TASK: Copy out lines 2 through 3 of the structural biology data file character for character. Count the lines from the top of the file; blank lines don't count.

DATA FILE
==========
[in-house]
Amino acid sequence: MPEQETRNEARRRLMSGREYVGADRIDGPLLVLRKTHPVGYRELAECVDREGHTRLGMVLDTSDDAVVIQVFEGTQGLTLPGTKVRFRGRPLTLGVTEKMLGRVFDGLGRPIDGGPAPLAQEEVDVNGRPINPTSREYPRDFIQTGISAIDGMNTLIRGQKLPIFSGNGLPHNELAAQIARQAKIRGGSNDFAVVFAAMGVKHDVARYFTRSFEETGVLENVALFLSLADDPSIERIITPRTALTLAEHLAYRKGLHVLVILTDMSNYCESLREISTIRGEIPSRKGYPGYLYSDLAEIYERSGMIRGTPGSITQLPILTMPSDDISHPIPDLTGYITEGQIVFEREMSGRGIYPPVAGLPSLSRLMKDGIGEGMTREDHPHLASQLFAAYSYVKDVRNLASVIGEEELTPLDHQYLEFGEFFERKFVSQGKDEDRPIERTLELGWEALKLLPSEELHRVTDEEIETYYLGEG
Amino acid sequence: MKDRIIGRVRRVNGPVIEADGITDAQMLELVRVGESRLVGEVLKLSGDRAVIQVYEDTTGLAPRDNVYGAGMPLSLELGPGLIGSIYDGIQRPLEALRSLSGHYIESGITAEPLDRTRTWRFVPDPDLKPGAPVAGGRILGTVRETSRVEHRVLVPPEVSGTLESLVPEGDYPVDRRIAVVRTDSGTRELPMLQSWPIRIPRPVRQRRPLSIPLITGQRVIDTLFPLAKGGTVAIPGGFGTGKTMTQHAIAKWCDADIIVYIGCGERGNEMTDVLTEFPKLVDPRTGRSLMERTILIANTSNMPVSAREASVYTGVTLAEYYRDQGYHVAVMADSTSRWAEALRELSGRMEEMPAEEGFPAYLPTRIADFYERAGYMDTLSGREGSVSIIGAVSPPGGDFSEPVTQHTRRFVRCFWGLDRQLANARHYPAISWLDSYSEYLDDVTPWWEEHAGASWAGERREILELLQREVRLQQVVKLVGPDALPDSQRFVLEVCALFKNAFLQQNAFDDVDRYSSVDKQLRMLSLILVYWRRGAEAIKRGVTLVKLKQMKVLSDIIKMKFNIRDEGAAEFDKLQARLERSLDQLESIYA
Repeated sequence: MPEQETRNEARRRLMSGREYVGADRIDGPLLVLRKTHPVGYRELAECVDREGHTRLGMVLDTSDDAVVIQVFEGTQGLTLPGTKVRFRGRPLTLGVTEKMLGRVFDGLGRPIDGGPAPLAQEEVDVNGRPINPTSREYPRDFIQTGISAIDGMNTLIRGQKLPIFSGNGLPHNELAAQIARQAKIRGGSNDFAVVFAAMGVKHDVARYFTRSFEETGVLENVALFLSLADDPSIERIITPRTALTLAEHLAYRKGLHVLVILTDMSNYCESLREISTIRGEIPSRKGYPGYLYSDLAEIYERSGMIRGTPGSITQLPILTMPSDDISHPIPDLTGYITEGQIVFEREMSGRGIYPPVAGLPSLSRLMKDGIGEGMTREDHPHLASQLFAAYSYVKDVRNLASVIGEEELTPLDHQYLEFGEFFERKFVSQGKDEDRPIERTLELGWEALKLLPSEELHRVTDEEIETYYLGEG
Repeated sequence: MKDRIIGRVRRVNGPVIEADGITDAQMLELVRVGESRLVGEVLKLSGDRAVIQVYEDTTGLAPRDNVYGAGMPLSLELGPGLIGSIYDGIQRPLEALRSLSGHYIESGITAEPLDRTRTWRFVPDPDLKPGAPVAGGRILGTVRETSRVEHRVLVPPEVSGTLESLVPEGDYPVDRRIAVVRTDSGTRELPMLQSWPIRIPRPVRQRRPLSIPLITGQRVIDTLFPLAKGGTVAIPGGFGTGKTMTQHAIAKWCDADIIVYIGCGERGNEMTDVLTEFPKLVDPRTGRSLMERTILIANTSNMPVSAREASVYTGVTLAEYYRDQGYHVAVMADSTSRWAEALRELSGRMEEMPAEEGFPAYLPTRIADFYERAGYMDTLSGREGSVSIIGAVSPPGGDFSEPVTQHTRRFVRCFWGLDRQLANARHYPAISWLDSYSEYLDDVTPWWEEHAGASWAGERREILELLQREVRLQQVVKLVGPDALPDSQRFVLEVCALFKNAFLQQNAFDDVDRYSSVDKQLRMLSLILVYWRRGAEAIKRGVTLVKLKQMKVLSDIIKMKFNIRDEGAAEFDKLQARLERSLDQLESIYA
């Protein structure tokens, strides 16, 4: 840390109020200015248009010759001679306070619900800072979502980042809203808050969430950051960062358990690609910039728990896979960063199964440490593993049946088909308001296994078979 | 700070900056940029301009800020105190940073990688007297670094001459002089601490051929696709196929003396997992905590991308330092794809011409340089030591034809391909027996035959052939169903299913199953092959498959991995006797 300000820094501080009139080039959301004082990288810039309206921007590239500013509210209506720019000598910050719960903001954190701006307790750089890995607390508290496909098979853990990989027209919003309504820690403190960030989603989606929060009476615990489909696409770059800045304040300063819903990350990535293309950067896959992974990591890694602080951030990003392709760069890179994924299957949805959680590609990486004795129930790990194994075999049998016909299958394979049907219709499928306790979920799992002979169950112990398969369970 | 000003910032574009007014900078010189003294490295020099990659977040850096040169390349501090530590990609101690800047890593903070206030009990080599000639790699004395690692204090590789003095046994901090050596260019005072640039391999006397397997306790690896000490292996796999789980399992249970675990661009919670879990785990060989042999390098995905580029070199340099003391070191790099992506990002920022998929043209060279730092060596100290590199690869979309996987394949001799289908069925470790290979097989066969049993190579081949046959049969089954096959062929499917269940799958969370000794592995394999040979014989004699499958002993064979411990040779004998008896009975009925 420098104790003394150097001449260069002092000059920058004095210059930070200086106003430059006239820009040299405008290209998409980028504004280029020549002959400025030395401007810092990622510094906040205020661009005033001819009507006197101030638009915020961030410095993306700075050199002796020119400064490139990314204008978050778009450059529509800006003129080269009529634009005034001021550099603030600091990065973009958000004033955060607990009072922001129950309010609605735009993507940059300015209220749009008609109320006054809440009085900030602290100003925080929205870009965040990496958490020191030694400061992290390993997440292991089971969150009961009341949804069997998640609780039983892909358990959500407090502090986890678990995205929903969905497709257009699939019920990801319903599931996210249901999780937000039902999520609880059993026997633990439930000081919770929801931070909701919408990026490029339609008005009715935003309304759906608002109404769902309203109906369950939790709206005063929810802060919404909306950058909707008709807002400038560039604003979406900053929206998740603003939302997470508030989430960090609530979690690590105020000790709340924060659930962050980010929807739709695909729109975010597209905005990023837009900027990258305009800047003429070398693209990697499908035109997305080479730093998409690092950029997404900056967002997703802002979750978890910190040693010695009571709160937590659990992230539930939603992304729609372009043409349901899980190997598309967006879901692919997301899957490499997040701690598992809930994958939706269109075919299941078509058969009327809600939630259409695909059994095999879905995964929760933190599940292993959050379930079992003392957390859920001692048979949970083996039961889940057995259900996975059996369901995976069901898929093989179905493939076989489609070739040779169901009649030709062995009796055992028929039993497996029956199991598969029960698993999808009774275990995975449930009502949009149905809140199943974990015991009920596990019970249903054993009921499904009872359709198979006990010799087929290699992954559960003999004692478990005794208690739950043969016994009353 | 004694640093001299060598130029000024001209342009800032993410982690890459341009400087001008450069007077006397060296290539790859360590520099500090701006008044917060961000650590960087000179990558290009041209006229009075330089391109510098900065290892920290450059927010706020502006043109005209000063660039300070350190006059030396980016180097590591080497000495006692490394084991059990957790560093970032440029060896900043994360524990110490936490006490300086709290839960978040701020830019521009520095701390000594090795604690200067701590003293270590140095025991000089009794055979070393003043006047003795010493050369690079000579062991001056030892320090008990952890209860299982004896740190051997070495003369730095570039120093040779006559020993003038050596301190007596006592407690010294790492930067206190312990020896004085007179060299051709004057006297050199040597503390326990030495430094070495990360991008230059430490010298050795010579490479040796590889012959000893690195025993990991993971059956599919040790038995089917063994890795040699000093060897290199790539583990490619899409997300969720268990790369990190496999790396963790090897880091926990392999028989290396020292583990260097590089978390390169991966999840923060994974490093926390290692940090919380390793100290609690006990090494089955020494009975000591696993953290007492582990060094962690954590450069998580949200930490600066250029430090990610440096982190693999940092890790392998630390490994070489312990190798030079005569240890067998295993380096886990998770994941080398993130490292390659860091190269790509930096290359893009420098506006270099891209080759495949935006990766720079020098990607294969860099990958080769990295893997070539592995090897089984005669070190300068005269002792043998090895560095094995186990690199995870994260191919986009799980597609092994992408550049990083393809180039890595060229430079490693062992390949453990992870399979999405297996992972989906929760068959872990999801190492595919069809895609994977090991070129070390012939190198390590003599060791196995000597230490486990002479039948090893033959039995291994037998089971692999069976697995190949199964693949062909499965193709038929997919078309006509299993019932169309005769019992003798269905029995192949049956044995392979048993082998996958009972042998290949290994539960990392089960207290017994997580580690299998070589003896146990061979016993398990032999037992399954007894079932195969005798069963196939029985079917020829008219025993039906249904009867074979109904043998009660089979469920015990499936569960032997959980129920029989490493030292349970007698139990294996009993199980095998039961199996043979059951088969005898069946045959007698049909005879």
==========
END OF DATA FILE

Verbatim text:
Amino acid sequence: MPEQETRNEARRRLMSGREYVGADRIDGPLLVLRKTHPVGYRELAECVDREGHTRLGMVLDTSDDAVVIQVFEGTQGLTLPGTKVRFRGRPLTLGVTEKMLGRVFDGLGRPIDGGPAPLAQEEVDVNGRPINPTSREYPRDFIQTGISAIDGMNTLIRGQKLPIFSGNGLPHNELAAQIARQAKIRGGSNDFAVVFAAMGVKHDVARYFTRSFEETGVLENVALFLSLADDPSIERIITPRTALTLAEHLAYRKGLHVLVILTDMSNYCESLREISTIRGEIPSRKGYPGYLYSDLAEIYERSGMIRGTPGSITQLPILTMPSDDISHPIPDLTGYITEGQIVFEREMSGRGIYPPVAGLPSLSRLMKDGIGEGMTREDHPHLASQLFAAYSYVKDVRNLASVIGEEELTPLDHQYLEFGEFFERKFVSQGKDEDRPIERTLELGWEALKLLPSEELHRVTDEEIETYYLGEG
Amino acid sequence: MKDRIIGRVRRVNGPVIEADGITDAQMLELVRVGESRLVGEVLKLSGDRAVIQVYEDTTGLAPRDNVYGAGMPLSLELGPGLIGSIYDGIQRPLEALRSLSGHYIESGITAEPLDRTRTWRFVPDPDLKPGAPVAGGRILGTVRETSRVEHRVLVPPEVSGTLESLVPEGDYPVDRRIAVVRTDSGTRELPMLQSWPIRIPRPVRQRRPLSIPLITGQRVIDTLFPLAKGGTVAIPGGFGTGKTMTQHAIAKWCDADIIVYIGCGERGNEMTDVLTEFPKLVDPRTGRSLMERTILIANTSNMPVSAREASVYTGVTLAEYYRDQGYHVAVMADSTSRWAEALRELSGRMEEMPAEEGFPAYLPTRIADFYERAGYMDTLSGREGSVSIIGAVSPPGGDFSEPVTQHTRRFVRCFWGLDRQLANARHYPAISWLDSYSEYLDDVTPWWEEHAGASWAGERREILELLQREVRLQQVVKLVGPDALPDSQRFVLEVCALFKNAFLQQNAFDDVDRYSSVDKQLRMLSLILVYWRRGAEAIKRGVTLVKLKQMKVLSDIIKMKFNIRDEGAAEFDKLQARLERSLDQLESIYA